by Greg Davis
A recent fund-raising letter from the Cato Institute touts a quote from the Washington Post, which says that Cato is, u201Crespected for not compromising its core beliefs even when they get in the way of practical politics.u201D If this statement is true then Cato certainly has some explaining to do regarding its support for the privatization of Social Security.
The letter outlines the driving principle at Cato, a u201Cconstitutional order of limited government.u201D The basic idea of which was for America to have a strictly limited federal government with stronger state governments who compete with one another to be the freest from onerous taxation and regulation. Then it is claimed that FDR's court packing scheme finally forced the Supreme Court to give in to FDR's u201Cextraconstitutional initiativesu201D thus upsetting the system established by the founders. Finally there is a brief explanation of how the General Welfare Clause of the Constitution has been misinterpreted as justifying a whole host of legislative initiatives since FDR's court packing scheme.
Generally the above analysis is acceptable. This leads us to Cato's drive to privatize Social Security. The Supreme Court has ruled at least twice that Social Security is merely a tax and that benefits are paid at the discretion of Congress with those who pay the taxes having no enforceable property right to benefits (see Helvering v. Davis, 1937 or Fleming v. Nestor, 1960). The tax portion of Social Security has been justified by the Court as being part of the federal government's general taxing power. The benefits portion of Social Security has been justified as being conducive to the general welfare.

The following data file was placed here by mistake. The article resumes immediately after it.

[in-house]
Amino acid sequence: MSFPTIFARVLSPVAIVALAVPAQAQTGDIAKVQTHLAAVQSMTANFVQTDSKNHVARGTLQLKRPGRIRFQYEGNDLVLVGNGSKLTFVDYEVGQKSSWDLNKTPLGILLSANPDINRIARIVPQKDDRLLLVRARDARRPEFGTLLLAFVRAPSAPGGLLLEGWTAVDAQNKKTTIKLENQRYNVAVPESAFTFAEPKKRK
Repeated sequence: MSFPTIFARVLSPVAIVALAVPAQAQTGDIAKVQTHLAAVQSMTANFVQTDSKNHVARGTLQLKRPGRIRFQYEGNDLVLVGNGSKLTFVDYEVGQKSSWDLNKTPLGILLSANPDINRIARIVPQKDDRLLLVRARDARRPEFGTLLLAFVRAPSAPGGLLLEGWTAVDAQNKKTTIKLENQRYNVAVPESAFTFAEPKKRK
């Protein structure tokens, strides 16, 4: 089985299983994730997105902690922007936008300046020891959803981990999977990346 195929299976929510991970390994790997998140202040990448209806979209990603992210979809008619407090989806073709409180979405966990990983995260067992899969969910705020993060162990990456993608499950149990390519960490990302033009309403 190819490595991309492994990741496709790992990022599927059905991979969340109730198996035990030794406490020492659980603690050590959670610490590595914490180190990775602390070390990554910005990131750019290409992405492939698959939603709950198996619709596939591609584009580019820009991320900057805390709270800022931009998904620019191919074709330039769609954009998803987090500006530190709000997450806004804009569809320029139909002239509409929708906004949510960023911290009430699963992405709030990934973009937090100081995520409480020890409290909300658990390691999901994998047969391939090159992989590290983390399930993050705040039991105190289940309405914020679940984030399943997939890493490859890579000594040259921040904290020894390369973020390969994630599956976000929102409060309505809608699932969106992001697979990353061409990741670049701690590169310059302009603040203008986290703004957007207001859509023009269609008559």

The problem Cato faces is that they correctly deride the type of flawed interpretation of the General Welfare Clause that turns individual subsides like Social Security payments into exercises of the power of Congress to provide for the general welfare, yet their privatization plan goes beyond the current system to turn Social Security taxes into the private property of the payer even to the point where the accrued value of the individual account can be passed on to heirs! For this type of plan to pass constitutional muster would require an expansive interpretation of the General Welfare Clause that would have made FDR blush (assuming he was capable of blushing). If one of the other enumerated powers of Congress would cover this scheme, I'd like to see it.
So what we're left with is the noble Cato Institute, uncompromising champion of limited constitutional government, proposing that the federal government run a massive pension system that is nowhere authorized by the Constitution for the sake of political expediency when the principled thing to do would be to figure out how to eliminate the entire system while not harming current and near-future retirees.
June 5, 2001